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Stay away from our strawberry pie

Part 3 of Everlands, scenes from a pandemic road trip, 2020
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In New York, where the streets were empty and the hospitals were full of covid patients, I had an alarming sense of the pandemic. But on TV, people were partying in Boise and running track meets in Texas. I wanted to square what was happening in the rest of the country during this strange time of ventilators, masks, work from home and closed theaters. So, on June 5, 2020, I flew from New York City to Wichita to begin my road trip into the pandemic. I had no route, no rules, no expectations other than to follow my curiosity.

I rented a double cab Dodge Ram for about $750 a month, unlimited mileage, and set out into the Kansas countryside. I knew it well, because I grew up in a town called Lawrence, Kansas, and spent many vacations visiting relatives out west, where there were few trees and hills, and the fields went nearly to the horizon.

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The rate of coronavirus out here at the time was incredibly low. Most counties just had a few cases out of their thousands of residents. Other than the meat processing plants, where a high percentage of the immigrant workers were getting sick, life seemed to go on as normal. Yet still, people were frightened. I saw a sign reading “Strawberry Pie” in the window of a cafe, and stopped. It reminded me of my childhood visits to my grandmother’s farm. I love strawberry pie, in particular. But a sign on the cafe door turned me away. I was from a forbidden zone.

Early June, 2020, Cuppa Joe cafe, Ness City, Kansas. This was the first time I was shunned for having been exposed to the coronavirus. I wanted to ignore the sign — that’s how badly I craved the strawberry pie. But instead of pie, I swallowed my pride and just drove on. All photos and videos by Stephen.

I headed east on Highway 40, following the yellow brick road. On my left, a farmer had set up a 100-yard-long outdoor gallery of metal and wood sculptures in a field where passing cars could see them. These representations of famous people and political events were rusting and uncared for. The farmer artist’s 2017 obituary in the New York Times opened with this sentence:

“M.T. Liggett, a gruff-talking, self-taught folk artist from Kansas, whose roadside sculptures, signs and whirligigs often carried scabrous political messages and brought him a measure of fame, died on Aug. 17 in Wichita. He was 86.”

 A swastika labeled “Hillary” spun in the wind. Liggett called her, “Our jack-booted Eva Braun.” A wild boar was tagged “Haliburton.” There was a dapper rabbit named “Ted Kennedy'' and a group of hearts called “Lady Magnolia.” Hundreds of these sculptures, including one of Lady Diana that bore more resemblance to an older Camilla than to the Princess of Wales, lined the roadside. I walked the length of the exhibit, wondering about the viruses that infect our minds.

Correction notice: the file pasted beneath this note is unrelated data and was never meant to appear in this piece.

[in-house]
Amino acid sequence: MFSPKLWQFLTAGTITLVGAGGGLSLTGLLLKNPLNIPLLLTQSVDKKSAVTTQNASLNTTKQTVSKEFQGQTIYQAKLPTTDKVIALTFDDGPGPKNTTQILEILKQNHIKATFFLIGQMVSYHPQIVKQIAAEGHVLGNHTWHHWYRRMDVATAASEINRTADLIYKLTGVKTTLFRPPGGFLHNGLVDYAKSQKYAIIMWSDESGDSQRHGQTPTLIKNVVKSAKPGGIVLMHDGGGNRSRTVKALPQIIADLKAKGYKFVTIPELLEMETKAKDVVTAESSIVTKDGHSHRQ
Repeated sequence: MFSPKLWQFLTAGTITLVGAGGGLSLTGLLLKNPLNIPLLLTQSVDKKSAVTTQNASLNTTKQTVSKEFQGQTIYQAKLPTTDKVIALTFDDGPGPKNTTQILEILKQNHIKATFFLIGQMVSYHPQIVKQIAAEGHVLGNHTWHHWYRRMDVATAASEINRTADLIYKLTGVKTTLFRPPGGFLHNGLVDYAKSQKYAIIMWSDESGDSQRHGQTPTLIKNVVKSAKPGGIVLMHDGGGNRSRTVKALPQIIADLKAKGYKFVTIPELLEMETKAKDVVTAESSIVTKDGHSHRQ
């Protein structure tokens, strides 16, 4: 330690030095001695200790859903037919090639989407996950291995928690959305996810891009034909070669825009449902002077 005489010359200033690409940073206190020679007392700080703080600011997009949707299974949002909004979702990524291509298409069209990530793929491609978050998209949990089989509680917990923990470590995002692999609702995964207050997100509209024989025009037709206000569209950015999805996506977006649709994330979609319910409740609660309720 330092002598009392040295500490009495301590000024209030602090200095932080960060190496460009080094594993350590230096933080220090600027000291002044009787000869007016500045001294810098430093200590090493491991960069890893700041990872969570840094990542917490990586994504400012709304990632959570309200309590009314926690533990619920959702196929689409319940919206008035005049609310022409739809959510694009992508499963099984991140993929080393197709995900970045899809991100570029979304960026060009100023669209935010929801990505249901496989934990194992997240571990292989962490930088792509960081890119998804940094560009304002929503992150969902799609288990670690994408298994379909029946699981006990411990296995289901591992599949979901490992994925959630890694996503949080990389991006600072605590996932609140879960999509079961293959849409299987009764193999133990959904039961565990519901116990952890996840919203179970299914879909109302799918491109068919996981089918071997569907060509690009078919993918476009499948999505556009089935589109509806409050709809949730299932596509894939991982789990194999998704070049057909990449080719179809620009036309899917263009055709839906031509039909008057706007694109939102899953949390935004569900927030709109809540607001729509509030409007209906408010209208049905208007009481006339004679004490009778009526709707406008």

Sculptures, including several swastikas, lining the farm of the late sculptor, M.T. Liggett, near Mullinville, Kansas

I was in Kansas, where I grew up. A place where a lot of farmers do weird stuff, like supplementing their wheat income by using scraps to make the world’s largest ball of twine, and then charging people to see it. Hardly anyone out here had been infected with the virus, but already there was plenty of resentment. I passed a grave on the side of the road that symbolized the beauty and destruction that I was finding. My road trip was now official. I headed west towards Dodge City.

As I drove north, something gold flashed in my right peripheral vision. A wrought iron cross stood against an endless field of two-foot-tall wheat, a dramatic setting that packed a visual wallop, gold cross against golden wheat against golden light. The gold mesh center of the cross spelled out “Chris” the dead person’s name. Deer antlers sprang up from the top of the cross. The antlers were meant to draw attention to this roadside social media. Hi, this is where Chris died, and we, the people he touched, want to own your eyeballs for a moment. We want you to love him.

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Everlands, by Stephen's People
Everlands, by Stephen's People
Surprising stories, videos and photographs from a 35,000 mile journey into the heart of the American pandemic, beginning in June 2020.
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Stephen P. Williams